Getting through the 100 Mile Wilderness (HMW) was probably my hardest week on the trail. The night before I entered the wilderness we had a hard rain, soaking the trails and swelling the creeks and rivers.
I was 100 yards into the trail that first day and my feet were already soaked in mud. The trail was an unfriendly mix of mud, roots, and rocks. Combine that with numerous major river fords and my first day in the HMW was going to be a challenge.
I arrived at the first river crossing around mid-morning. The guidebook and several others mention that if the water is high, I may need to wait until the water recedes. This could be hours or days. But when entering the HMW you bring the food you think you will need for the number of days you will take to finish the HMW. I don’t have extra food for lazy days by a rushing river waiting for it to recede. So the decision is a tough one – risk crossing the river, or risk running out of food.
I studied the river for almost half an hour. Tentatively stepping in to test the water’s depth and speed. It is not a wide river, maybe 15 feet across, but it is moving swiftly and almost hip deep. Add to that, there is a waterfall 50 yards downstream – if you fall in, you might be going over the falls! The area where the trail actually crosses the river seems too deep and the current too strong but I found a spot a few yards upstream that seems better.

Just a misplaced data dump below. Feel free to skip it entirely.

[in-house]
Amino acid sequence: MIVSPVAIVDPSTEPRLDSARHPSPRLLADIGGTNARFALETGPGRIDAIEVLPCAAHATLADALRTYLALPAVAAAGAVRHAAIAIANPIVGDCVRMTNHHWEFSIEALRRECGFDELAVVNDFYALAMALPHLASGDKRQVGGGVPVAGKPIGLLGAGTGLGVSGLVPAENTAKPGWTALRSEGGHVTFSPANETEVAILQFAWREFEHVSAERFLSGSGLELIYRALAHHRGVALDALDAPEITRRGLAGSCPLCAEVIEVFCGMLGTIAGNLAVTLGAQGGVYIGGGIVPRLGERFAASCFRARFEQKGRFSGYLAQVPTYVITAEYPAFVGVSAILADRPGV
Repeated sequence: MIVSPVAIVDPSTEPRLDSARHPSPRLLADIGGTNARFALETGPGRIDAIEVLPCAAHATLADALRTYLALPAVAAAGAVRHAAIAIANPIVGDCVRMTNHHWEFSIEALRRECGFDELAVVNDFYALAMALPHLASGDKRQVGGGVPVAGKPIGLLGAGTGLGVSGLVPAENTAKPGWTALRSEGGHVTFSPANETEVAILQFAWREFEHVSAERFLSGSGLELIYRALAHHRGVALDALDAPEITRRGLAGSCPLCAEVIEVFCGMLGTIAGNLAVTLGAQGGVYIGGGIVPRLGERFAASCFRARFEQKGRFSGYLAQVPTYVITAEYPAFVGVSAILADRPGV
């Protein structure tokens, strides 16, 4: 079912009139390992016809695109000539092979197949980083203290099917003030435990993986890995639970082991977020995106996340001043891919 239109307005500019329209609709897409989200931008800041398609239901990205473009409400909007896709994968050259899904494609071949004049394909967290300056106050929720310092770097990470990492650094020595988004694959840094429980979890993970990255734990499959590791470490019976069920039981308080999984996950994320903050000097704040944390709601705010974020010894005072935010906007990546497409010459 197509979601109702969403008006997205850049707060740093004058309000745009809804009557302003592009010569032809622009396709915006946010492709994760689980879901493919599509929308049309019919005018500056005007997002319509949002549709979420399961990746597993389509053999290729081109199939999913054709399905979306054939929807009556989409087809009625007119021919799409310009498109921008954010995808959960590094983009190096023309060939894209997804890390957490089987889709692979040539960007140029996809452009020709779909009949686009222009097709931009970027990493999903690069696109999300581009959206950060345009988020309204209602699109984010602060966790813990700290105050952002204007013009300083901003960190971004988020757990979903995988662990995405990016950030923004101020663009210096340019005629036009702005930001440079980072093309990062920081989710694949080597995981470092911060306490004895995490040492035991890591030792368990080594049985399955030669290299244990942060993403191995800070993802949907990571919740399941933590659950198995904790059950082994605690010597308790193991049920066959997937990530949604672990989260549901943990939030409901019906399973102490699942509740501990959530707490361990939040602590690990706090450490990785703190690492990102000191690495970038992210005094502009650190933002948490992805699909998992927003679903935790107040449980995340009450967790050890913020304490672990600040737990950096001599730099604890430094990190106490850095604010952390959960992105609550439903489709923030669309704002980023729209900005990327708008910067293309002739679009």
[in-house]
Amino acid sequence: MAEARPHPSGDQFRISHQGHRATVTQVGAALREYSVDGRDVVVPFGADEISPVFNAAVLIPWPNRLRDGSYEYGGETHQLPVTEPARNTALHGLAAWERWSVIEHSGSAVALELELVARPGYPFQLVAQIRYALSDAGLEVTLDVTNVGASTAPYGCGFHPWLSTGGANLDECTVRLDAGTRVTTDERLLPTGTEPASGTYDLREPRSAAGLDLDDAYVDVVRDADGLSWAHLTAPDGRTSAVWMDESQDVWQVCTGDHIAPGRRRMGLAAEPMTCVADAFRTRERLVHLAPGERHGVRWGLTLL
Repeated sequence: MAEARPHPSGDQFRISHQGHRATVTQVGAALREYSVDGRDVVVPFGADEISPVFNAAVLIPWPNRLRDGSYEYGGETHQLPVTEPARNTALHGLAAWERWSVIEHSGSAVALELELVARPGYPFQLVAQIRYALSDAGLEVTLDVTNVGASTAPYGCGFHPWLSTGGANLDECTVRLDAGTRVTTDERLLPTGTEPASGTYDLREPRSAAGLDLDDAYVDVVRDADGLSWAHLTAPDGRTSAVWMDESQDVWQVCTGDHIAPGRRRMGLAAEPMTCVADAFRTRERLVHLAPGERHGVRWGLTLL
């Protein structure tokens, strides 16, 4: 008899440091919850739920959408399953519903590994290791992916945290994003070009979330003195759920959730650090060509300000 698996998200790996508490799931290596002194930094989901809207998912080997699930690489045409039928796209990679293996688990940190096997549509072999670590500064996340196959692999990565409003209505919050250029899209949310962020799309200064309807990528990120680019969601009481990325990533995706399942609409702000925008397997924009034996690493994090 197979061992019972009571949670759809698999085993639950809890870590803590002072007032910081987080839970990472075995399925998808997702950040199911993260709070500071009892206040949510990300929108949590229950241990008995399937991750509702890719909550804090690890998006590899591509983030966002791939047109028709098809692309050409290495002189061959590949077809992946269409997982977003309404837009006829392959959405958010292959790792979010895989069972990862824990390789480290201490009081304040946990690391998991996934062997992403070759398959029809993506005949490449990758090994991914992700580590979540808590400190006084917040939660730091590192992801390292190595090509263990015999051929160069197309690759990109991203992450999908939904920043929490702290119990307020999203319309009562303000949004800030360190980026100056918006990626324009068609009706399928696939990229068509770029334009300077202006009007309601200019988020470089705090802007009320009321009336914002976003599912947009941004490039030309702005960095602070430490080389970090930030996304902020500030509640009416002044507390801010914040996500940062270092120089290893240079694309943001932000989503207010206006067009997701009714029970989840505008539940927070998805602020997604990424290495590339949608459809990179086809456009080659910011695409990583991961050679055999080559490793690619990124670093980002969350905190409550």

For safety’s sake I first unbuckle my pack in case I do fall in – the pack will float like a life vest, but because it is on my back I would float face-down. Unbuckled I can slip it off and swim for safety. I also empty my pockets and store everything in my pack – high and dry. In particular I want my phone somewhere that it won’t get wet.
I’ve thought about it enough. Time to go for it. My shoes have been wet all day so no need to worry about keeping them dry. I step in and the water soaks the bottom half of my shorts. Using my hiking poles for balance I wade cross without difficulty. I psyched myself out for nothing.
As I am standing there resecuring my pack another hiker comes along. "Baskets" is in her early 20’s, a thru hiker who started in GA and is almost finished with her AT hike. With hardly any hesitation she jumps in back where the trail crosses (where I chickened out earlier) and wades across like it’s nothing and is on her way. I watch in awe and hang my head in shame. Dang kids these days.
The next crossing comes in the early afternoon. As I near the river a couple of southbound hikers pass and one tells me to "be careful on the crossing, the water was up to my boobs as I leaned into the current". She also informed me that there was another northbound female hiker at the river who wanted to cross but did not want to do it alone. I knew Baskets was ahead of me but surely she, who so deftly crossed the previous river, was not concerned about this one? Now I was getting nervous about crossing this river and I had not even seen it yet!
A few minutes later I stood at the river and wondered if I could do it. Much wider, perhaps 40 feet across, much deeper, and much faster current. Realizing I had over analyzed the previous crossing I was now wondering what my schedule and food supply would look like if I waited until tomorrow on this one. And where is the girl that wanted company? Did she cross already? How did those southbound hikers get across this rushing torrent? I sat on a rock and pondered my fate.